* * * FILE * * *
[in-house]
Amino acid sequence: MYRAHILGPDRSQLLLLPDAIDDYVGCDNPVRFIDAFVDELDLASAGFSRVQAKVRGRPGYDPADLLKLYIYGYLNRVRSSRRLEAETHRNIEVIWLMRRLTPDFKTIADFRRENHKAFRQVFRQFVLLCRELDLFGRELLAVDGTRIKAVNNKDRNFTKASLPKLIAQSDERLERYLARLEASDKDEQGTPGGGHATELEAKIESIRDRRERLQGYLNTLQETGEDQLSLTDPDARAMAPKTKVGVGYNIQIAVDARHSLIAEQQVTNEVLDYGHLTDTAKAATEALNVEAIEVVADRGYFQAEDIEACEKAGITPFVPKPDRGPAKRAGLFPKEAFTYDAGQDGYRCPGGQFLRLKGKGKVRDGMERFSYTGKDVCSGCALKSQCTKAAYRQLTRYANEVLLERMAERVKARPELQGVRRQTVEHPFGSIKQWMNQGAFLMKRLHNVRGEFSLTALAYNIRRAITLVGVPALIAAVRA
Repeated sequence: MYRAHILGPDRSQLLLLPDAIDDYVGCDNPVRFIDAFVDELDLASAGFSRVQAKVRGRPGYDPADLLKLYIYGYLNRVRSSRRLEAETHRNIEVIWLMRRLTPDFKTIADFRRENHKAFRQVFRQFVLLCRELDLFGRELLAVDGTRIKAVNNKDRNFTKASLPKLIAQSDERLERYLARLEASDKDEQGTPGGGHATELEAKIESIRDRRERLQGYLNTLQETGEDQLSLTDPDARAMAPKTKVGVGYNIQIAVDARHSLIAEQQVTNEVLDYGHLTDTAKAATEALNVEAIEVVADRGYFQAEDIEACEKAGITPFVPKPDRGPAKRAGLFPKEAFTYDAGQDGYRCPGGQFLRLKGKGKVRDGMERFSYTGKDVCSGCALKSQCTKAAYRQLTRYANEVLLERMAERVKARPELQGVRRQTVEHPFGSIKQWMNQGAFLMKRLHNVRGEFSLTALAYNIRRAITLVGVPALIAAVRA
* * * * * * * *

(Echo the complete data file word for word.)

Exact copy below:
[in-house]
Amino acid sequence: MYRAHILGPDRSQLLLLPDAIDDYVGCDNPVRFIDAFVDELDLASAGFSRVQAKVRGRPGYDPADLLKLYIYGYLNRVRSSRRLEAETHRNIEVIWLMRRLTPDFKTIADFRRENHKAFRQVFRQFVLLCRELDLFGRELLAVDGTRIKAVNNKDRNFTKASLPKLIAQSDERLERYLARLEASDKDEQGTPGGGHATELEAKIESIRDRRERLQGYLNTLQETGEDQLSLTDPDARAMAPKTKVGVGYNIQIAVDARHSLIAEQQVTNEVLDYGHLTDTAKAATEALNVEAIEVVADRGYFQAEDIEACEKAGITPFVPKPDRGPAKRAGLFPKEAFTYDAGQDGYRCPGGQFLRLKGKGKVRDGMERFSYTGKDVCSGCALKSQCTKAAYRQLTRYANEVLLERMAERVKARPELQGVRRQTVEHPFGSIKQWMNQGAFLMKRLHNVRGEFSLTALAYNIRRAITLVGVPALIAAVRA
Repeated sequence: MYRAHILGPDRSQLLLLPDAIDDYVGCDNPVRFIDAFVDELDLASAGFSRVQAKVRGRPGYDPADLLKLYIYGYLNRVRSSRRLEAETHRNIEVIWLMRRLTPDFKTIADFRRENHKAFRQVFRQFVLLCRELDLFGRELLAVDGTRIKAVNNKDRNFTKASLPKLIAQSDERLERYLARLEASDKDEQGTPGGGHATELEAKIESIRDRRERLQGYLNTLQETGEDQLSLTDPDARAMAPKTKVGVGYNIQIAVDARHSLIAEQQVTNEVLDYGHLTDTAKAATEALNVEAIEVVADRGYFQAEDIEACEKAGITPFVPKPDRGPAKRAGLFPKEAFTYDAGQDGYRCPGGQFLRLKGKGKVRDGMERFSYTGKDVCSGCALKSQCTKAAYRQLTRYANEVLLERMAERVKARPELQGVRRQTVEHPFGSIKQWMNQGAFLMKRLHNVRGEFSLTALAYNIRRAITLVGVPALIAAVRA